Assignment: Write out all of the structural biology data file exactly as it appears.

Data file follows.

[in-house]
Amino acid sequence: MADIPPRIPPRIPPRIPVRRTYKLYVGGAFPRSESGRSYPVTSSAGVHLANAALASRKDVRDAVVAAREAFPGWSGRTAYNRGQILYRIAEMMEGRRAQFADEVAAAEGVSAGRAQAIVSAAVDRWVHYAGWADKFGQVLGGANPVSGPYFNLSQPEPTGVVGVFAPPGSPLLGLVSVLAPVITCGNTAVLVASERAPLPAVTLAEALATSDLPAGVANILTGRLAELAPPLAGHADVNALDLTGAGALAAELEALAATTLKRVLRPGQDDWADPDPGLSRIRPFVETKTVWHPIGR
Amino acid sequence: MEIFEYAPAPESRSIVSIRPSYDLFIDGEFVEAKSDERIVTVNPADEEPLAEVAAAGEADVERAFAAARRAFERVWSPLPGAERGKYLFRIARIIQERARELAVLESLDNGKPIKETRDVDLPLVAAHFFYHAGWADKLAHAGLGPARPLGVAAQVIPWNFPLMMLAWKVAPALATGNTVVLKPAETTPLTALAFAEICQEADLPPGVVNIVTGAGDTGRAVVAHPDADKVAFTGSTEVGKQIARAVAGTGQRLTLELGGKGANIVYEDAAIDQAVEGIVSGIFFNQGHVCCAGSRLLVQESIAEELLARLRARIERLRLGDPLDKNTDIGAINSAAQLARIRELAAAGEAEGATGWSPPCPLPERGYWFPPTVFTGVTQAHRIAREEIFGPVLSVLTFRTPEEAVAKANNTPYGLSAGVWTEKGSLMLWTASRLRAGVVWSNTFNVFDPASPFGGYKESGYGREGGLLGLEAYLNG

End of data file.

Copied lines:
[in-house]
Amino acid sequence: MADIPPRIPPRIPPRIPVRRTYKLYVGGAFPRSESGRSYPVTSSAGVHLANAALASRKDVRDAVVAAREAFPGWSGRTAYNRGQILYRIAEMMEGRRAQFADEVAAAEGVSAGRAQAIVSAAVDRWVHYAGWADKFGQVLGGANPVSGPYFNLSQPEPTGVVGVFAPPGSPLLGLVSVLAPVITCGNTAVLVASERAPLPAVTLAEALATSDLPAGVANILTGRLAELAPPLAGHADVNALDLTGAGALAAELEALAATTLKRVLRPGQDDWADPDPGLSRIRPFVETKTVWHPIGR
Amino acid sequence: MEIFEYAPAPESRSIVSIRPSYDLFIDGEFVEAKSDERIVTVNPADEEPLAEVAAAGEADVERAFAAARRAFERVWSPLPGAERGKYLFRIARIIQERARELAVLESLDNGKPIKETRDVDLPLVAAHFFYHAGWADKLAHAGLGPARPLGVAAQVIPWNFPLMMLAWKVAPALATGNTVVLKPAETTPLTALAFAEICQEADLPPGVVNIVTGAGDTGRAVVAHPDADKVAFTGSTEVGKQIARAVAGTGQRLTLELGGKGANIVYEDAAIDQAVEGIVSGIFFNQGHVCCAGSRLLVQESIAEELLARLRARIERLRLGDPLDKNTDIGAINSAAQLARIRELAAAGEAEGATGWSPPCPLPERGYWFPPTVFTGVTQAHRIAREEIFGPVLSVLTFRTPEEAVAKANNTPYGLSAGVWTEKGSLMLWTASRLRAGVVWSNTFNVFDPASPFGGYKESGYGREGGLLGLEAYLNG